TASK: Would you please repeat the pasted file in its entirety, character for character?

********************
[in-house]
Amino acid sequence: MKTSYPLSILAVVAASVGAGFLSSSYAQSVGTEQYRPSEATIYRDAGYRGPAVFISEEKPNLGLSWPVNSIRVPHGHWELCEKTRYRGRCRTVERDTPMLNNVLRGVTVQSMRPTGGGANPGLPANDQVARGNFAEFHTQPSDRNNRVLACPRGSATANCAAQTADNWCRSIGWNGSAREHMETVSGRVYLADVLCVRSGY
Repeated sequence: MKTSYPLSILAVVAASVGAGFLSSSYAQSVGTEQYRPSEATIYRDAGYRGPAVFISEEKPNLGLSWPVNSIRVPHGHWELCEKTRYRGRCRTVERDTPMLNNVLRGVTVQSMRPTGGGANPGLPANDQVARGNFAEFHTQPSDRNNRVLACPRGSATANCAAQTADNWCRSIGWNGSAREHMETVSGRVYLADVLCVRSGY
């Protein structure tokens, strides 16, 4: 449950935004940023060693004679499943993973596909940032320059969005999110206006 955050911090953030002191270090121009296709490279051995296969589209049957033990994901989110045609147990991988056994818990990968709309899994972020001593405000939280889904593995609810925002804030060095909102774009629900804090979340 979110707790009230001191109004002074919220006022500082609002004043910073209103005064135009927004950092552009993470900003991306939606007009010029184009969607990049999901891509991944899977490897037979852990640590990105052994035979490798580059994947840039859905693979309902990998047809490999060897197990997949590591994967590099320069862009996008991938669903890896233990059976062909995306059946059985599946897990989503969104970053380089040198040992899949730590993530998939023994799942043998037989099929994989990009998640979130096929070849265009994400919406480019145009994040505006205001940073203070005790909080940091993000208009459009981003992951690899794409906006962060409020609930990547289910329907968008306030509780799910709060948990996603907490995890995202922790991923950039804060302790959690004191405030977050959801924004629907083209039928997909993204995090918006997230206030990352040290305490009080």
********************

[in-house]
Amino acid sequence: MKTSYPLSILAVVAASVGAGFLSSSYAQSVGTEQYRPSEATIYRDAGYRGPAVFISEEKPNLGLSWPVNSIRVPHGHWELCEKTRYRGRCRTVERDTPMLNNVLRGVTVQSMRPTGGGANPGLPANDQVARGNFAEFHTQPSDRNNRVLACPRGSATANCAAQTADNWCRSIGWNGSAREHMETVSGRVYLADVLCVRSGY
Repeated sequence: MKTSYPLSILAVVAASVGAGFLSSSYAQSVGTEQYRPSEATIYRDAGYRGPAVFISEEKPNLGLSWPVNSIRVPHGHWELCEKTRYRGRCRTVERDTPMLNNVLRGVTVQSMRPTGGGANPGLPANDQVARGNFAEFHTQPSDRNNRVLACPRGSATANCAAQTADNWCRSIGWNGSAREHMETVSGRVYLADVLCVRSGY
């Protein structure tokens, strides 16, 4: 449950935004940023060693004679499943993973596909940032320059969005999110206006 955050911090953030002191270090121009296709490279051995296969589209049957033990994901989110045609147990991988056994818990990968709309899994972020001593405000939280889904593995609810925002804030060095909102774009629900804090979340 979110707790009230001191109004002074919220006022500082609002004043910073209103005064135009927004950092552009993470900003991306939606007009010029184009969607990049999901891509991944899977490897037979852990640590990105052994035979490798580059994947840039859905693979309902990998047809490999060897197990997949590591994967590099320069862009996008991938669903890896233990059976062909995306059946059985599946897990989503969104970053380089040198040992899949730590993530998939023994799942043998037989099929994989990009998640979130096929070849265009994400919406480019145009994040505006205001940073203070005790909080940091993000208009459009981003992951690899794409906006962060409020609930990547289910329907968008306030509780799910709060948990996603907490995890995202922790991923950039804060302790959690004191405030977050959801924004629907083209039928997909993204995090918006997230206030990352040290305490009080």